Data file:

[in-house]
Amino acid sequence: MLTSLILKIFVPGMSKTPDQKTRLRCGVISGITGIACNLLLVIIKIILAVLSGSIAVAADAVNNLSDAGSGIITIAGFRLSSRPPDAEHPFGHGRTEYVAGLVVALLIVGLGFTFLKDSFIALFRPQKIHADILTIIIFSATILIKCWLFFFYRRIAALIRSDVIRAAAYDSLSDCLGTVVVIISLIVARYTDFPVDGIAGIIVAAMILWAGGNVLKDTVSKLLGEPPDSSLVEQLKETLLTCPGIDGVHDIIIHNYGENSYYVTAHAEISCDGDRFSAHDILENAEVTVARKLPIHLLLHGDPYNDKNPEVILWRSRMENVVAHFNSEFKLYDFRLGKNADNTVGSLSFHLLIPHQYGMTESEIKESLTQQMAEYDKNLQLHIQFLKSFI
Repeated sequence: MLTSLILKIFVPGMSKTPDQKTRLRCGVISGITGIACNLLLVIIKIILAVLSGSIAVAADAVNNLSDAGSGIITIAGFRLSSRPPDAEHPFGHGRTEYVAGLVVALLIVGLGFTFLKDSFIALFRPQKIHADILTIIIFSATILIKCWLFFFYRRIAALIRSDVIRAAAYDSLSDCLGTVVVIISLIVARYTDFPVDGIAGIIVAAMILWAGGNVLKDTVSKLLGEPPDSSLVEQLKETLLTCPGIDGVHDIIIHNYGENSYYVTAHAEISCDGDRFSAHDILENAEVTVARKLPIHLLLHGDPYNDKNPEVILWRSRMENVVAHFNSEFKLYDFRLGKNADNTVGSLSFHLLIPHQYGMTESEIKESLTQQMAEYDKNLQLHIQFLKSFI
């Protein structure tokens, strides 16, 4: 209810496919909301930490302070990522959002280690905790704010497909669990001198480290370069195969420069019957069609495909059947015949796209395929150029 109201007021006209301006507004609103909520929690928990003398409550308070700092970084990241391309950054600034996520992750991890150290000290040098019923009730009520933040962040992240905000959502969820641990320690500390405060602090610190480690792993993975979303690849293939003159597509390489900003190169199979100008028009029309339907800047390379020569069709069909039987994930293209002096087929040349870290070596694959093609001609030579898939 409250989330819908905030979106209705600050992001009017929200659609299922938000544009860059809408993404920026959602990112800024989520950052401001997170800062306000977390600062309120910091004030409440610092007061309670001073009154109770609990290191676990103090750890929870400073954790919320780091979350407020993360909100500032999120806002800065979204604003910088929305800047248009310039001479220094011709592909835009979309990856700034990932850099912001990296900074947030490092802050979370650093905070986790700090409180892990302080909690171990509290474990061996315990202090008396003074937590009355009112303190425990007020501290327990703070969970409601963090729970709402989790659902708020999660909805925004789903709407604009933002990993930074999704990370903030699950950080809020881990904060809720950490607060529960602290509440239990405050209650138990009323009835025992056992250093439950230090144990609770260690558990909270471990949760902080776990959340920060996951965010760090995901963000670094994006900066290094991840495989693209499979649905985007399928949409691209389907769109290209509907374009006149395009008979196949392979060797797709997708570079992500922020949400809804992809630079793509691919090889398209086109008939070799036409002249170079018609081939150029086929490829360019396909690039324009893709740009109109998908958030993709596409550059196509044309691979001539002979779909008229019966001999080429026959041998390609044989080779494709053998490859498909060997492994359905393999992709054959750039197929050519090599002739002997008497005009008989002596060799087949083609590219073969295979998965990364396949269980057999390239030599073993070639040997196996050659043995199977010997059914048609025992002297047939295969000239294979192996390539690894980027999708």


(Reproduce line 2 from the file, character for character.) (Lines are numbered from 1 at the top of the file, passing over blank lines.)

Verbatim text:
Amino acid sequence: MLTSLILKIFVPGMSKTPDQKTRLRCGVISGITGIACNLLLVIIKIILAVLSGSIAVAADAVNNLSDAGSGIITIAGFRLSSRPPDAEHPFGHGRTEYVAGLVVALLIVGLGFTFLKDSFIALFRPQKIHADILTIIIFSATILIKCWLFFFYRRIAALIRSDVIRAAAYDSLSDCLGTVVVIISLIVARYTDFPVDGIAGIIVAAMILWAGGNVLKDTVSKLLGEPPDSSLVEQLKETLLTCPGIDGVHDIIIHNYGENSYYVTAHAEISCDGDRFSAHDILENAEVTVARKLPIHLLLHGDPYNDKNPEVILWRSRMENVVAHFNSEFKLYDFRLGKNADNTVGSLSFHLLIPHQYGMTESEIKESLTQQMAEYDKNLQLHIQFLKSFI